I have recently started my job as an ETL Developer and as a part of my exercise, I am extracting data from a text file containing raw data. My raw data looks like this as shown in the image. My Raw Data

Now I want to add delimiters to my data file. Basically after every line, I want to add a comma (,). My code in Python looks like this.

with open ('new_locations.txt', 'w') as output:
with open('locations.txt', 'r') as input:
    for line in input:
        new_line = line+','

where new_locations.txt is the output text file, locations.txt is the raw data.

However, it throws me error all the time.

UnicodeDecodeError: 'charmap' codec can't decode byte 0x81 in position 3724: character maps to

Where exactly am I going wrong?

Note: The characters in raw data are not all ASCII characters. Some are Latin characters as well.

  • Can you read the entire file without these errors? – Daniel Lee Aug 12 '16 at 8:33
  • @DanielLee No I am unable to read the entire file. I am only able to read it till ASCII characters are present. Once the other characters start, they throw an error. – Lenin Mishra Aug 12 '16 at 8:48
up vote 1 down vote accepted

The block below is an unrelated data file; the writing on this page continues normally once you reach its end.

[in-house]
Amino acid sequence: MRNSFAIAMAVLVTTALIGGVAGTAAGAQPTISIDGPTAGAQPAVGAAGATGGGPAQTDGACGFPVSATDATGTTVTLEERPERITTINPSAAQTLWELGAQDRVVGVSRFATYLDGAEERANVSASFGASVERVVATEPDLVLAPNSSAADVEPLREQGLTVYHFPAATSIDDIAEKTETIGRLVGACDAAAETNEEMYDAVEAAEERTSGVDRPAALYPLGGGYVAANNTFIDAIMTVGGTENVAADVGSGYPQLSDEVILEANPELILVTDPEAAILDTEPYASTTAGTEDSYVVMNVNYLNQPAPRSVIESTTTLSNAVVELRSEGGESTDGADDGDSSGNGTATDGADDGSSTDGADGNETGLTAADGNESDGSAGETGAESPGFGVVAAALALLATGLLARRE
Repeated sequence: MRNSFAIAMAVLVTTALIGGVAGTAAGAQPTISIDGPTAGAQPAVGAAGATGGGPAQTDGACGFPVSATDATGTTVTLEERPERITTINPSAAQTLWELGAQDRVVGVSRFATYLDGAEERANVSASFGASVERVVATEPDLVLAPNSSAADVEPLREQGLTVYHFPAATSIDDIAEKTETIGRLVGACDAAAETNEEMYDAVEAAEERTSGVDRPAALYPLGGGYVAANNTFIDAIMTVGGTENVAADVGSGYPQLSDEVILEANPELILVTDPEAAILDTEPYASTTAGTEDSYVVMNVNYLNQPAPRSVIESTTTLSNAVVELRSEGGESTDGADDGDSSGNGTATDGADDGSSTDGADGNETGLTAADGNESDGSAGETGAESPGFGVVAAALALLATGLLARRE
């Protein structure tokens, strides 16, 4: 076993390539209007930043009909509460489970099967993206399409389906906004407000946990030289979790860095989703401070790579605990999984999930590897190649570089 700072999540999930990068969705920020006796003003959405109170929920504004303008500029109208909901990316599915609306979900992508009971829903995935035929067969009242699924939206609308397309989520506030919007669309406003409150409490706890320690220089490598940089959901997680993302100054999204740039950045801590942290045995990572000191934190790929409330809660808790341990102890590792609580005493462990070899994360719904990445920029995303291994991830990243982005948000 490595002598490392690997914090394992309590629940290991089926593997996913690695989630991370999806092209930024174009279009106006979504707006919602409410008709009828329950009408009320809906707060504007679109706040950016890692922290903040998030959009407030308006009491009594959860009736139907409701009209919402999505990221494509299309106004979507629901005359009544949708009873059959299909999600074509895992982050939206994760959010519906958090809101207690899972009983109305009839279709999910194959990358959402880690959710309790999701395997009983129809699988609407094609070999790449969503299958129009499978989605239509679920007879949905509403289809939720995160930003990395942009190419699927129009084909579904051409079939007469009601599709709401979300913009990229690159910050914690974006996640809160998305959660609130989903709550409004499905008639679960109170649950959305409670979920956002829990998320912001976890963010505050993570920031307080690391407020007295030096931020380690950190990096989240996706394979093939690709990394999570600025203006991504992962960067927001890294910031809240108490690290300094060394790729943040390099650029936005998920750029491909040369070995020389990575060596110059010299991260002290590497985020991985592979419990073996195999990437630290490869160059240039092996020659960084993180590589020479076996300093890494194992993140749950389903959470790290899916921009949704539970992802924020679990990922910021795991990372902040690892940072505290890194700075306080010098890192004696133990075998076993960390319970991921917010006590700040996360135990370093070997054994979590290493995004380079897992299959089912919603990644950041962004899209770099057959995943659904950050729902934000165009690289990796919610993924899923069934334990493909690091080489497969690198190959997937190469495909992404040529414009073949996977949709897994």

When you open a file in python 3 in "text" mode then reading and writing convert the bytes in the file to python (unicode) strings. The default encoding is platform dependent, but is usually UTF-8.

If you file uses latin-1 encoding, you should open with

with open('locations.txt', 'r', encoding='latin_1') as input

You should probably also do this with the output if you want the output also to be in latin-1.

In the longer term, you should probably consider converting all your data to a unicode format in the data files.

  • Thanks for the answer. This really worked. – Lenin Mishra Aug 12 '16 at 8:59

So when you write to file you need to encode it before writing. If you google that you will find ton of results.

Here is how it can be done :

output.write(new_line.encode('utf-8'))# or ascii

You can also ask to ignore which can't be converted but that wil cause loss of charachter and may not be the desired output, here is how that will be done :

output.write(new_line.encode('ascii','ignore'))# or 'utf-8'
  • Hey thanks for the answer. However I have a follow up question to this. 'utf-8' didn't work for me. 'Latin-1' did. Now a raw data could be a mixture of different characters. How to make this completely generic? I don't want to differentitate between any character. – Lenin Mishra Aug 12 '16 at 8:49
  • so latin-1 encoding will have extra support for charachter not supported in utf-8 or ascii, it won't be that it will change all char to latin-1, only to those which aren't supported. James above has a better way to do from what I suggested. – harshil9968 Aug 12 '16 at 8:53

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